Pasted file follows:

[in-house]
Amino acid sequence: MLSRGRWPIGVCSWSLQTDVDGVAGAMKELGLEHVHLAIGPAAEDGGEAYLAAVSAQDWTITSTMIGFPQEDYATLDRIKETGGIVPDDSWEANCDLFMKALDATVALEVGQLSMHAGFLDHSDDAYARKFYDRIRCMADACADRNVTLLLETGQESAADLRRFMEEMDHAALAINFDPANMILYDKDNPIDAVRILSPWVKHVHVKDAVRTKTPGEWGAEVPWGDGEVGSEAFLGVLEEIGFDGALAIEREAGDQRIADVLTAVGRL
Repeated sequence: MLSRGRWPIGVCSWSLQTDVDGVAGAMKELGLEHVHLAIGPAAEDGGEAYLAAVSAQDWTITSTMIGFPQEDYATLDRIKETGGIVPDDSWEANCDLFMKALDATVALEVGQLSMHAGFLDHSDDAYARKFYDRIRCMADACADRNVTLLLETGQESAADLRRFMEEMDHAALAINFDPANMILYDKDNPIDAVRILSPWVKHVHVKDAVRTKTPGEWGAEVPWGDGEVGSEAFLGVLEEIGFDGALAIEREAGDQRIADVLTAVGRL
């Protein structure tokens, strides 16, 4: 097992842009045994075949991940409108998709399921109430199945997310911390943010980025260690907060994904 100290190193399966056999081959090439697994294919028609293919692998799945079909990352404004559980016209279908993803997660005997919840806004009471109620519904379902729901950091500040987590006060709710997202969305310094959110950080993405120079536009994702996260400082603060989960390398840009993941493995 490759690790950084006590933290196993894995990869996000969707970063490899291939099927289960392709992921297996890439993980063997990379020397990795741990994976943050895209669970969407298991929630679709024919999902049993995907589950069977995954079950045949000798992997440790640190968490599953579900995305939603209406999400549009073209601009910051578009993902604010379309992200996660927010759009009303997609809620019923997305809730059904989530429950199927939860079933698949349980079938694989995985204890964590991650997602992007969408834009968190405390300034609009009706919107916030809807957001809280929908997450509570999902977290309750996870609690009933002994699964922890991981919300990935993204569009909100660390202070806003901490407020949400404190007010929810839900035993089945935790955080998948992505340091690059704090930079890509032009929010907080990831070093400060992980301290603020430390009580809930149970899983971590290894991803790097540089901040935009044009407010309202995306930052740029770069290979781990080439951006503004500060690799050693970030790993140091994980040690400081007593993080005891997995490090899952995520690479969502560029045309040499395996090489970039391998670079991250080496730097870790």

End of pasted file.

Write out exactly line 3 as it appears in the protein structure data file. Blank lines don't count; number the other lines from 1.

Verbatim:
Repeated sequence: MLSRGRWPIGVCSWSLQTDVDGVAGAMKELGLEHVHLAIGPAAEDGGEAYLAAVSAQDWTITSTMIGFPQEDYATLDRIKETGGIVPDDSWEANCDLFMKALDATVALEVGQLSMHAGFLDHSDDAYARKFYDRIRCMADACADRNVTLLLETGQESAADLRRFMEEMDHAALAINFDPANMILYDKDNPIDAVRILSPWVKHVHVKDAVRTKTPGEWGAEVPWGDGEVGSEAFLGVLEEIGFDGALAIEREAGDQRIADVLTAVGRL